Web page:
In October 2009, Deconstructing Dinner descended upon the Halifax Farmers’ Market. Founded in 1750, it is the oldest continuously running farmers’ market in North America. The first market vendors were Acadian – the original European immigrants to the land.
In 1983, the vendors launched what is now a self financed cooperatively governed group of local producers, processors and artisans that has grown to over 200 vendors. The model is a unique one that ensures the market stays true to its roots as a food-focused venue.
With the rising demand for locally produced foods, the market has outgrown its current space and over the past 8 years has been working towards moving to a better location. That move is now expected to take place in June 2010.
Market management believes the new Seaport Market will be an ecological and cultural showpiece linking the Province’s urban and rural economies in a seamless community focused on local food and sustainable principles. The market will be open six days a week at Pier 20, the busiest tourist entry point in the province, and it will be at the heart of the cultural, social and community centre that is emerging in the Halifax Seaport Development.
The building itself is expected to be the highest rated LEED (Leadership in Energy and Environmental Design) building on the eastern side of North America.
Fred Kilcup – general manager, Halifax Farmers’ Market (Halifax, NS) –
The Halifax Farmer’s Market has been operating since 1750, and is the oldest farmer’s market in North America. With approximately 150 weekly vendors and up to 9,000 visitors on a busy day, it is a vibrant and bustling shopping environment.
Gordon Michael – executive director, Farmers’ Market Investment Co-operative – (Halifax, NS) –
The FMIC is seeking to raise $2.25 million from the people of Nova Scotia to help fund the new Seaport Market. The model is a unique example of how local food projects can receive funding from the public at large.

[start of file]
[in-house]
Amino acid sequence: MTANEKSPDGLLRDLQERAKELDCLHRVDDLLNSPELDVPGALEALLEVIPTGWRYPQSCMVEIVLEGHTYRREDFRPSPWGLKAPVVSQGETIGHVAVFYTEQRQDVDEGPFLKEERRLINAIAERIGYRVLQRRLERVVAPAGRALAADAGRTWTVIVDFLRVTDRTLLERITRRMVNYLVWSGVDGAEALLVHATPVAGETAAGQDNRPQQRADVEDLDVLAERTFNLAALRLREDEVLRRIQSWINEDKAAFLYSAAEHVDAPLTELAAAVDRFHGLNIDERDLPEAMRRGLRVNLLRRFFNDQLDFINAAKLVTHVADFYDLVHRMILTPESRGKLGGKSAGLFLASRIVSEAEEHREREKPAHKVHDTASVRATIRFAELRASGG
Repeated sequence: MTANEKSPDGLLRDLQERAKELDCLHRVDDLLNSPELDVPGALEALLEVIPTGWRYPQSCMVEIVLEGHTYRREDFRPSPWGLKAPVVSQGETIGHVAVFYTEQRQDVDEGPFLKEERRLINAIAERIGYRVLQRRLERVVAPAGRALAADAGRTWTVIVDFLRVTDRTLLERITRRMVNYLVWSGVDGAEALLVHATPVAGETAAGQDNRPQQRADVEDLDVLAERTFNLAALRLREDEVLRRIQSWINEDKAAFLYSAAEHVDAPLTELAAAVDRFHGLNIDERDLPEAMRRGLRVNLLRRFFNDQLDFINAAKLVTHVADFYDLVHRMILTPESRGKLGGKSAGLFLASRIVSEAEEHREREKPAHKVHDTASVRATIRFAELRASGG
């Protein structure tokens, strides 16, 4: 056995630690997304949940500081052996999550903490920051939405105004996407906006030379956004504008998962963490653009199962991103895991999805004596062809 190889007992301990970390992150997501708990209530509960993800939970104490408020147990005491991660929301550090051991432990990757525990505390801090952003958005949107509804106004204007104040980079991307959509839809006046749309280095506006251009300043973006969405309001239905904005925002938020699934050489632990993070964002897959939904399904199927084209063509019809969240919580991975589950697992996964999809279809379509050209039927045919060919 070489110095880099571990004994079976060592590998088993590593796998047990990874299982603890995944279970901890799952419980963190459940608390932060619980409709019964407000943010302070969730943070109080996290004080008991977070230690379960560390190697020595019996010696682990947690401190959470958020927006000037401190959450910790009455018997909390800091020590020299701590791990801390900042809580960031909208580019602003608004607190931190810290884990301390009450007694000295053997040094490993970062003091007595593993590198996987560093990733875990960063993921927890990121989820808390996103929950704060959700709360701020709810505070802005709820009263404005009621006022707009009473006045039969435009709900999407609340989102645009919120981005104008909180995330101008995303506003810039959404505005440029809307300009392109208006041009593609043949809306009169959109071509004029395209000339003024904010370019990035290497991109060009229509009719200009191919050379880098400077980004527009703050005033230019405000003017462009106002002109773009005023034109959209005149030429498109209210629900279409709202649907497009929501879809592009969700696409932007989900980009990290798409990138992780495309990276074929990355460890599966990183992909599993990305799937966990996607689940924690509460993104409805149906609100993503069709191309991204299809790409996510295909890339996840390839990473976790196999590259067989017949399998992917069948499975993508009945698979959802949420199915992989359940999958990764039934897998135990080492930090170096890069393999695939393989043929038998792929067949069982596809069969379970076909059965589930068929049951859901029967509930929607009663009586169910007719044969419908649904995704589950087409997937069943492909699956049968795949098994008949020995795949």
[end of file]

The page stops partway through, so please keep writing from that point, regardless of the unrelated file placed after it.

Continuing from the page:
Richard Rand – farmer, Foxhill Cheese – (Port Williams, NS) –
Fox Hill Farm, a sixth generation family farm nestled in the Annapolis Valley of Nova Scotia, is home to Fox Hill Cheese House. Specializing in aged and specialty cheddar, plain and herbed havarti and gouda, quark and quark dips, fresh curds, feta, Parmesran (a Parmesan style cheese), natural yogurt, and gelato.
Jude Major – farmer/pet baker, Katie’s Farm – (Clam Harbour, NS) –
A micro producer of Certified Organic Treats for pets. Katie’s Farm is Canada’s first Certified Organic bakery for pets. And it’s the only operation to grow its own ingredients.
Jogi Mullner – baker (Nova Scotia)
Jogi and his wife are immigrants from Germany and bake breads and blackforest squares in true German style.
Sass Minard – member, The Grainery Food Co-op – (Halifax, NS) –
The Grainery Food Co-Operative is a non-profit, volunteer run organization dedicated to making local and organic food affordable and available to Halifax communities.
Peter Darnell – owner, Indian Point Marine Farms – (Indian Point, NS) –
Indian Point Marine Farms Ltd. has been growing mussels in the waters of Mahone Bay, Nova Scotia since 1982.
They are a small family-owned business.
Bill McKibben – author, Deep Economy – (Ripton, VT) –
In March 2007 McKibben published Deep Economy: the Wealth of Communities and the Durable Future. It addresses what the author sees as shortcomings of the growth economy and envisions a transition to more local-scale enterprise. Bill was interviewed in 2007 on Corporate Change Radio and a segment from that show is featured here.
You can download this episode here.